Influencer marketing – it’s been the thing for a while now. At first, it was this sneaky thing that crept up among celebrities, brand ambassadors, and “Instagram Famous” people. Now there’s micro influencers, bloggers, vloggers, ballers, shot callers, Kardashians, meme lords – anyone with an audience on the ‘gram has the opportunity to get free swag or big money in exchange for posting. But none of that feels real to us. Why? Because it isn’t. What if, instead of hiring influencers to pretend to support a brand – we hired them because they share similar values and want to support the brand?
Take our recent Samuelsohn campaign for example. We ran an “Influencer Campaign” with an average ad recall rate of 9.72% and grew Samuelsohn’s Instagram audience by 65.95%. More importantly though, we garnered a natural brand connection between Samuelsohn and their audience which transcended the clothes.
Authenticity Isn’t Slight of Hand
Authenticity shouldn’t be a slight of hand or a buzzword. It should be the real deal. We believe there’s something special about a brand truly connecting with their audience. Influencers are doing this, but the way brands and agencies have recently gone about it makes us want to gag.
As advertisers and marketers, the questions we’re constantly asking ourselves with any client or campaign is how can we generate more brand awareness and garner a higher ad recall among our audiences. But more importantly, as humans who recognize when advertising feels fake or forced, how can we create a genuine, ongoing conversation between our clients and their audiences?
For Samuelsohn, we decided to find two guys who first and foremost embodied those essential pillars. Of course, we wanted them to look good in the clothes – but more than anything, we wanted the clothes to sell themselves and we wanted the influencers to sell the brand story.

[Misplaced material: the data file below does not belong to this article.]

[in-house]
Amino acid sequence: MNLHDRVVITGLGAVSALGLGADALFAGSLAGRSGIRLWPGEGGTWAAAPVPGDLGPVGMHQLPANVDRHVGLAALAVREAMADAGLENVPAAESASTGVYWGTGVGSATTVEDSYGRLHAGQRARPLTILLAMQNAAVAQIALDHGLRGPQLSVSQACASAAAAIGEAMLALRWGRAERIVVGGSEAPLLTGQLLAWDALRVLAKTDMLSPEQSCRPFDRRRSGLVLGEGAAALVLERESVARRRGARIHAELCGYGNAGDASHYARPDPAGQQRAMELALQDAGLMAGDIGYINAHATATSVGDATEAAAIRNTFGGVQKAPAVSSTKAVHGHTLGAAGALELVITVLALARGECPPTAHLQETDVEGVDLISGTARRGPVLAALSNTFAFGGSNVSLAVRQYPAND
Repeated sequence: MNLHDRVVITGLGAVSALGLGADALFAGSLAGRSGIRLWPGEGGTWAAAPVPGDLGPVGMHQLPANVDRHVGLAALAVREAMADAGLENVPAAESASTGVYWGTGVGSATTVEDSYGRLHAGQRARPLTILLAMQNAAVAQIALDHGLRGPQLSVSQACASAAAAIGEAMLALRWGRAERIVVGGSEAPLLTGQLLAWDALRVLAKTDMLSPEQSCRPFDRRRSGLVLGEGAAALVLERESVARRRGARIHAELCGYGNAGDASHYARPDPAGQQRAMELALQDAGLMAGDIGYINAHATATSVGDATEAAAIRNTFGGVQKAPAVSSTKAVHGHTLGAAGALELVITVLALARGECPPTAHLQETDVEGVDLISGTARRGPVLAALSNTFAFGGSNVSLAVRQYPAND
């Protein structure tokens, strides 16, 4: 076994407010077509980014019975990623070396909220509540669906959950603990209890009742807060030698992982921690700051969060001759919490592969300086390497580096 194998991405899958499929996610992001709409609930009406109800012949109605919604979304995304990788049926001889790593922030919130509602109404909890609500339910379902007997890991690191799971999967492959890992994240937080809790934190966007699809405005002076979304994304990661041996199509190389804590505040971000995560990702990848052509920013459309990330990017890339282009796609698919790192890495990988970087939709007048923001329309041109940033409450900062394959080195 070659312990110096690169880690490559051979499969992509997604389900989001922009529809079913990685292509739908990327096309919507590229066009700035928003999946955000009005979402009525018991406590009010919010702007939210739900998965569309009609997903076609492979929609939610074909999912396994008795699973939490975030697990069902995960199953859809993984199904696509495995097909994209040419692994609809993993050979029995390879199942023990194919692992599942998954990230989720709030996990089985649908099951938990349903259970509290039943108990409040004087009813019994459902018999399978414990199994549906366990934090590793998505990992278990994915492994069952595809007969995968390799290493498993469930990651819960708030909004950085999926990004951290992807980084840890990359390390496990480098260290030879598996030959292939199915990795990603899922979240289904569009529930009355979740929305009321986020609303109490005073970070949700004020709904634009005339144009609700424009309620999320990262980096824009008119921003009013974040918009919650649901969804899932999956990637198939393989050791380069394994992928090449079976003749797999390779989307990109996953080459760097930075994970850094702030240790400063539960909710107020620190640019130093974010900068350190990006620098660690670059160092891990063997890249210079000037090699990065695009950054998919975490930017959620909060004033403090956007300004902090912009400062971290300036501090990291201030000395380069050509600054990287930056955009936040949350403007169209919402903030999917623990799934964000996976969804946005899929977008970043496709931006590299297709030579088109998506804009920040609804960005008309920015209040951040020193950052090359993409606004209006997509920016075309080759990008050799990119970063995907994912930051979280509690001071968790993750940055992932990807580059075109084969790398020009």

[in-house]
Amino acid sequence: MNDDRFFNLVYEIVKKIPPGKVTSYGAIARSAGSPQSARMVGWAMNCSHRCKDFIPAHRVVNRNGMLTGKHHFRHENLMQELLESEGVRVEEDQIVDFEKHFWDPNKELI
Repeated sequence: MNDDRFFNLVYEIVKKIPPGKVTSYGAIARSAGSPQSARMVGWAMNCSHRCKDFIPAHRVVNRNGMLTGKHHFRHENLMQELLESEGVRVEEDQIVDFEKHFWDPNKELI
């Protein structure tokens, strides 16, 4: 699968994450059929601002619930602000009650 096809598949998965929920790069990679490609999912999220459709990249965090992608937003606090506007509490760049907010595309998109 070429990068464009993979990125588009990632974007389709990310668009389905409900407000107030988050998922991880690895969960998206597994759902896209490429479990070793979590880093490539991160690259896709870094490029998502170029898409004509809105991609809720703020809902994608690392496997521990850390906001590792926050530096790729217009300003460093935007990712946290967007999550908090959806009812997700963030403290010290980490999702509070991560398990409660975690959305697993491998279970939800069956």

Don’t Be Afraid of the Untraditional
We weren’t interested in traditional fashion guys. In fact, we went with guys who don’t generally think of themselves as fashion influencers at all. Spending a day with each, we signed on Photographer, Joe Termini and Chef, Gabe Kennedy. For the campaign we spent a day with each – photographing them in Samuelsohn suits, interviewing them, learning their stories and finding what makes them unique. Joe and Gabe both approach their work differently than their peers – making them craftsmen of their respective trades. Joe shoots predominantly on film, a medium few take the time to appreciate anymore. Gabe focuses on creating menus and dishes that are not only healthy and sustainable, but harmonize us with the world around us. Moreover, each craft is nothing without passion and the ability to perform under pressure – making Joe and Gabe the perfect fit for Samuelsohn’s brand pillars.
Influencer marketing isn’t going to go away, but it doesn’t have to be same, perfectly styled, impossibly real #ad posts that we see everywhere. As our Kworq motto always goes: advertising is nothing without empathy and empathy means nothing without a relatable story. That fact should remain regardless of the influencer’s follower count.